Existing teachers will be able to retire at 60 on a full pension after the Westminster government backed down this week over reforms designed to ease the burden on taxpayers.
Unions hailed the agreement between ministers and public-sector unions as a major victory that would placate teachers and head off the threat of industrial action.
The National Union of Teachers and the NASUWT had threatened to strike unless the Government backed down over plans to force public-sector workers to delay retirement until 65 or accept a reduced pension.
The changes were due to be phased in between 2007 and 2013. But new teachers will be expected to work until 65 to qualify for a full pension.
Hardliners said this would create a two-tier workforce.
Ministers had said reform was needed to control pension costs, which are being pushed up by increased life expectancy and a rise in the number of people reaching retirement age.
The deal, which covers civil service and NHS staff and teachers, said:
"Existing scheme members will have the right to suffer no detriment in terms of their normal pension age and will retain their existing pension provision."
Women on career breaks are also covered by the deal.
Proposals to extend teachers' working lives were part of a package of measures put forward by the Government. These included:
* changes to ill-health retirement rules benefiting teachers who cannot work again, but giving less to those well enough to get a different job;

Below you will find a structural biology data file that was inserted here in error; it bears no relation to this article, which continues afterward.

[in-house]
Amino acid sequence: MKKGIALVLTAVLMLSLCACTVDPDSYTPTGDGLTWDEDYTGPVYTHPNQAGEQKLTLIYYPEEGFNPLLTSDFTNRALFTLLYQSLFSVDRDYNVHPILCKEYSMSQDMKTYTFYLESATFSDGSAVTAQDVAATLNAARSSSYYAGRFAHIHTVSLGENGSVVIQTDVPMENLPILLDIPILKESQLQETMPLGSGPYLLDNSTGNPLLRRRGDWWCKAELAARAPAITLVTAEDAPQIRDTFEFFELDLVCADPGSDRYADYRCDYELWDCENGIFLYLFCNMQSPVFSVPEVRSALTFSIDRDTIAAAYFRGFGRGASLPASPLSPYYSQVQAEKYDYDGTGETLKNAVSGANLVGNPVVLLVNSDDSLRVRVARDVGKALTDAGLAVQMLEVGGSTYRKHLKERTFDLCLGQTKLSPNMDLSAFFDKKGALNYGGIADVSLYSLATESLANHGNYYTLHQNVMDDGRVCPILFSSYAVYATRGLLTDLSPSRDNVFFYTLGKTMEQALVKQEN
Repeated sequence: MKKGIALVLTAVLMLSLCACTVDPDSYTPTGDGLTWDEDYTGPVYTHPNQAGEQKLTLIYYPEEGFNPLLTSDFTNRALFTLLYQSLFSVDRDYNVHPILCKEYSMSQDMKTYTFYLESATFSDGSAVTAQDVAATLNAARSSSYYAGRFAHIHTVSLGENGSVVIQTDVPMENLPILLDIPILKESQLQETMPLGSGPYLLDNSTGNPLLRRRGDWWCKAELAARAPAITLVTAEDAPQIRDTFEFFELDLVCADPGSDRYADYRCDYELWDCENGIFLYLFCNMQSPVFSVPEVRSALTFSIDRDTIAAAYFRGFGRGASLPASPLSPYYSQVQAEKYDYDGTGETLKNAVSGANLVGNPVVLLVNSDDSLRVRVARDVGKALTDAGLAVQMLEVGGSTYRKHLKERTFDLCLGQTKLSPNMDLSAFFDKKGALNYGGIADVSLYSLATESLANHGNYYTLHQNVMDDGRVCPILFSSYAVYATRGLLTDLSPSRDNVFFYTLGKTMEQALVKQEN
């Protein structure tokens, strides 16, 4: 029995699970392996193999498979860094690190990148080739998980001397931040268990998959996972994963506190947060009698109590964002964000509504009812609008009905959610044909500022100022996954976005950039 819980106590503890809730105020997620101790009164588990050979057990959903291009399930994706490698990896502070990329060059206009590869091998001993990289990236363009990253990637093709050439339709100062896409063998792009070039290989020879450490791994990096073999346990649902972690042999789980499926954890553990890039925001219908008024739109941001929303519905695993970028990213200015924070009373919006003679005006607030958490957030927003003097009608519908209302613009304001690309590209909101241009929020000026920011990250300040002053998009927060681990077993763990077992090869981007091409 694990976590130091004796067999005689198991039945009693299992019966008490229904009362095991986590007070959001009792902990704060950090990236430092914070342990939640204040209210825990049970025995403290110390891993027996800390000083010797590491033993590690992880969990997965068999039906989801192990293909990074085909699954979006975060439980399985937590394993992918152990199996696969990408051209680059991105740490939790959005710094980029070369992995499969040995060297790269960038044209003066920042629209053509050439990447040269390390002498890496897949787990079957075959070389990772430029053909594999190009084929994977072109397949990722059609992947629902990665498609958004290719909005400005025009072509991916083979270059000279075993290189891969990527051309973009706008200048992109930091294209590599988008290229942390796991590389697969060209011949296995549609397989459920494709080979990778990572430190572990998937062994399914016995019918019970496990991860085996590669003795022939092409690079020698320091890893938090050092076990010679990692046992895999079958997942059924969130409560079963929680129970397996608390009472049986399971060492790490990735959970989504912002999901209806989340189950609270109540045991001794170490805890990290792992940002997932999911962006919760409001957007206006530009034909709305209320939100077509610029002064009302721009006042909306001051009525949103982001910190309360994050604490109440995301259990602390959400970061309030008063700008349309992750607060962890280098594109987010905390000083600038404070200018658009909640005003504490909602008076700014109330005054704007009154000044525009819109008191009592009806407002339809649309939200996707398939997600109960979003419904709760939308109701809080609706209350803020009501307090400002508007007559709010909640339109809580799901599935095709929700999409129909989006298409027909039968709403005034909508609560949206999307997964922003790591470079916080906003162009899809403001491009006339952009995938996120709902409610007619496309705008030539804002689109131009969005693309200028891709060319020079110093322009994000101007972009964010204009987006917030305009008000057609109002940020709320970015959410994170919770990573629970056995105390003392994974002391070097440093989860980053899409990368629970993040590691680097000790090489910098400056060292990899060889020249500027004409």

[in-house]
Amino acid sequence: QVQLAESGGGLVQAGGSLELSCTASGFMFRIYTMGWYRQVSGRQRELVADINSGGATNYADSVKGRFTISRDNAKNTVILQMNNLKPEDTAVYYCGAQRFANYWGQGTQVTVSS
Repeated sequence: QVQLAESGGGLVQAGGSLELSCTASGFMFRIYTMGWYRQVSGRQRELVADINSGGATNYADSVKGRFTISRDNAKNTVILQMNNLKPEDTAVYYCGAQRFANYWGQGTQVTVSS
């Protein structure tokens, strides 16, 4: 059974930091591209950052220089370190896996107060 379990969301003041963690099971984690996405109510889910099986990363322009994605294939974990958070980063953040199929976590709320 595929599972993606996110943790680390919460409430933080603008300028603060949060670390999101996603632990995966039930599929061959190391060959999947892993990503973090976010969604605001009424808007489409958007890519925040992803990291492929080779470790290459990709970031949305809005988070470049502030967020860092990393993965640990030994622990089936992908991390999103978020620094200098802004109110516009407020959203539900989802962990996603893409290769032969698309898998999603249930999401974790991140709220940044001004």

* extension of dependants' benefits to unmarried partners;
* greater flexibility to encourage people to stay on after the official retirement age.
Other proposed reforms and changes to new teachers' pensions will be worked out in separate negotiations due to be completed by June 2006.
Steve Sinnott, NUT general secretary, was optimistic about future negotiations, and said the unions would examine whether new teachers could make increased pension contributions to allow them to retire earlier on a full pension.
"This is a significant agreement which protects all teachers from any imposed changes. Anyone who is currently a teacher, whether they are aged 22 or 55, will be able to retire at 60."
Mary Bousted, general secretary of the Association of Teachers and Lecturers, said: "This is a great deal for the current workforce. However, we remain very concerned that new entrants will be paying over the odds for worse terms and conditions. A pension age of 65 would adversely affect recruitment and retention."
What it means for you www.tes.co.uk